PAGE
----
Population, health, and environment (PHE) expert Don Lauro has worked on integrated projects for decades as a scholar, an implementer, a donor, and an evaluator. He recently visited the USAID-funded BALANCED Project in Tanzania as part of a wider look at this integrated approach. In an interview with ECSP, Lauro said the effort “made me think more broadly…about this area that we call population, health, and environment and what’s really in a name like that.”
“We commonly say PHE, and we all know what we’re talking about,” Lauro said of the population and development community, “but when you look deeply into these projects – or even not so deeply – you see that there’s other things going on as well.”
For example, Lauro pointed to the focus on livelihoods that many PHE programs have: “In the project I saw in Tanzania, there were many microcredit groups on the ground – mostly women – taking small loans for developing little enterprises that they had, like baking bread, raising bees, buying a cow…little enterprises to make their lives a little bit better.”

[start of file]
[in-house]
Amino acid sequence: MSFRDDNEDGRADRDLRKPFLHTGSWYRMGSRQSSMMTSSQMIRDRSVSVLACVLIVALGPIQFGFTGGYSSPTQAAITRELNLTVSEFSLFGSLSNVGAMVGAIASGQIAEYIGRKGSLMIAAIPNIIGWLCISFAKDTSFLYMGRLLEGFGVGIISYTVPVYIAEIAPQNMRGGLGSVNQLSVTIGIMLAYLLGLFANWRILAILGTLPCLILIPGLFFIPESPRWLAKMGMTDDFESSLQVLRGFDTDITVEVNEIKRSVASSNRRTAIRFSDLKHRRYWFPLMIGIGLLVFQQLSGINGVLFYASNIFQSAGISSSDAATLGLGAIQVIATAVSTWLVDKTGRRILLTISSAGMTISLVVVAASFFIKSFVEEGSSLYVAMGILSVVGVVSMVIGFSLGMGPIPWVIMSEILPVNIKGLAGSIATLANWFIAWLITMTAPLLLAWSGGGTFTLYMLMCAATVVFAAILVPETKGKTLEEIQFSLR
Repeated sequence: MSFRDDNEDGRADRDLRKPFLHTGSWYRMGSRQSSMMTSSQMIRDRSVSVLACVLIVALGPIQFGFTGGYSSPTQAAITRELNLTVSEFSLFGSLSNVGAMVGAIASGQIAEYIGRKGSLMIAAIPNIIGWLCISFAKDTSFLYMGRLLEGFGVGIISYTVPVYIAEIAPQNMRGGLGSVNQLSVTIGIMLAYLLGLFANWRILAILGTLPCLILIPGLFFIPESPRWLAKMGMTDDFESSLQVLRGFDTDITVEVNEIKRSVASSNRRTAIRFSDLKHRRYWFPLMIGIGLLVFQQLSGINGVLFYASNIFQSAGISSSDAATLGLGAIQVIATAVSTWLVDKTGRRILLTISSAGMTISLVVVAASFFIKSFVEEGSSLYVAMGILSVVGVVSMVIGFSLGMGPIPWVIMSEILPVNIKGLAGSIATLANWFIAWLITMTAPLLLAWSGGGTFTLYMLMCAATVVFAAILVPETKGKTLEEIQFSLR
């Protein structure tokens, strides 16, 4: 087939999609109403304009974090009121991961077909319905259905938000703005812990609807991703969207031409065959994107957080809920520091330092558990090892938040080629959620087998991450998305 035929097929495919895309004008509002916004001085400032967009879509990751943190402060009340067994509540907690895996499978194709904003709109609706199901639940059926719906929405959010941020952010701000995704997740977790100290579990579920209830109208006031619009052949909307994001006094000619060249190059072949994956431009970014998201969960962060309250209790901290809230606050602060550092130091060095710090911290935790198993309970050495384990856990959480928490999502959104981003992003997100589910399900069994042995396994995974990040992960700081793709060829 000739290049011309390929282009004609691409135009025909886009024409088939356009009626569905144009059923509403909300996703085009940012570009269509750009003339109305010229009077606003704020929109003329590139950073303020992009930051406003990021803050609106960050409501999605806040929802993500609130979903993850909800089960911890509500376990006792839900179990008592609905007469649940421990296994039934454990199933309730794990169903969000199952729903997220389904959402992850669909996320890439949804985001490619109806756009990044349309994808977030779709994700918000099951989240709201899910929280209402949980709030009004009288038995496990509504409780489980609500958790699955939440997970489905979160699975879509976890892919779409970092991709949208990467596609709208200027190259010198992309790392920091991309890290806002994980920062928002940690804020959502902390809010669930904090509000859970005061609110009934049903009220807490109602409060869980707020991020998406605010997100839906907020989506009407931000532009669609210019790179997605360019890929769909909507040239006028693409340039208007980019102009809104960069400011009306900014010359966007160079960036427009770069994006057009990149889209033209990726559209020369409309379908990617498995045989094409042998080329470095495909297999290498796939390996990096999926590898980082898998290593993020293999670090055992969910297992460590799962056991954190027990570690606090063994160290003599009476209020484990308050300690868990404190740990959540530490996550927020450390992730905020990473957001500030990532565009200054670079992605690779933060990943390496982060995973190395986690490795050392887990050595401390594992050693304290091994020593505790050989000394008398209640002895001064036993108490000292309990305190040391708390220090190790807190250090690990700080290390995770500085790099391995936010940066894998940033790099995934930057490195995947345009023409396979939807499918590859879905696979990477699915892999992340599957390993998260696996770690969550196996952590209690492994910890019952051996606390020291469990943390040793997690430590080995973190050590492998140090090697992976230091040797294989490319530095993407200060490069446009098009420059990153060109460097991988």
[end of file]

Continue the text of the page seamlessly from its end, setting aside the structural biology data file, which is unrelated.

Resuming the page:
“Some people don’t use the term ‘PHE’…maybe it’s a ‘HELP’ project; that is health, environment, livelihoods, and population,” Lauro said. “Other people would say it’s maybe something even longer, ‘HELPS’ – health environment, livelihoods, population, and sustainability (or ‘security’ – Ed.).” When he was at the Wilson Center, Gib Clarke coined the “HELP” term in ECSP’s FOCUS Issue 20, arguing that livelihoods is such a critical component that it ought to be more formally recognized.
But, said Lauro, “on the ground they don’t use these terms – they say things like, ‘this is a healthy community program’ or ‘this is a green community program.’”
“I think it’s very important for us to realize what happens on the ground is lot different, and maybe more real, than how we talk about it.”